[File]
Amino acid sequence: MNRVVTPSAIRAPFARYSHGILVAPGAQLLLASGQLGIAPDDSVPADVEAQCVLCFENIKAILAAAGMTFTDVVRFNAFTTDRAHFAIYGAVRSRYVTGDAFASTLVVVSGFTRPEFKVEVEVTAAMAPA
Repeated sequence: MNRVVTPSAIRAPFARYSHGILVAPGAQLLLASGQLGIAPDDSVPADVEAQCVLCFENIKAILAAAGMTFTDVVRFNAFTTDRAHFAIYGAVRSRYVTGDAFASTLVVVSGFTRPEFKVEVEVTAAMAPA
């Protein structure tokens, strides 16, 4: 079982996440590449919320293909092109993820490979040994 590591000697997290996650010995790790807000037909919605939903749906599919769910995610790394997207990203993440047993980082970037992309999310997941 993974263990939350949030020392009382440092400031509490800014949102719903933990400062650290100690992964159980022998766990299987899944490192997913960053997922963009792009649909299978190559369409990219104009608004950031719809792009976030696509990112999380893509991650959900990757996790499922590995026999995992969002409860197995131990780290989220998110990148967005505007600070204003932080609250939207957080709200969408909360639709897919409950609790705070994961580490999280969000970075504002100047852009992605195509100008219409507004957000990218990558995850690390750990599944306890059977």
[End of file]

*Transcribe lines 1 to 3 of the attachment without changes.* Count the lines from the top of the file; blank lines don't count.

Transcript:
Amino acid sequence: MNRVVTPSAIRAPFARYSHGILVAPGAQLLLASGQLGIAPDDSVPADVEAQCVLCFENIKAILAAAGMTFTDVVRFNAFTTDRAHFAIYGAVRSRYVTGDAFASTLVVVSGFTRPEFKVEVEVTAAMAPA
Repeated sequence: MNRVVTPSAIRAPFARYSHGILVAPGAQLLLASGQLGIAPDDSVPADVEAQCVLCFENIKAILAAAGMTFTDVVRFNAFTTDRAHFAIYGAVRSRYVTGDAFASTLVVVSGFTRPEFKVEVEVTAAMAPA
């Protein structure tokens, strides 16, 4: 079982996440590449919320293909092109993820490979040994 590591000697997290996650010995790790807000037909919605939903749906599919769910995610790394997207990203993440047993980082970037992309999310997941 993974263990939350949030020392009382440092400031509490800014949102719903933990400062650290100690992964159980022998766990299987899944490192997913960053997922963009792009649909299978190559369409990219104009608004950031719809792009976030696509990112999380893509991650959900990757996790499922590995026999995992969002409860197995131990780290989220998110990148967005505007600070204003932080609250939207957080709200969408909360639709897919409950609790705070994961580490999280969000970075504002100047852009992605195509100008219409507004957000990218990558995850690390750990599944306890059977």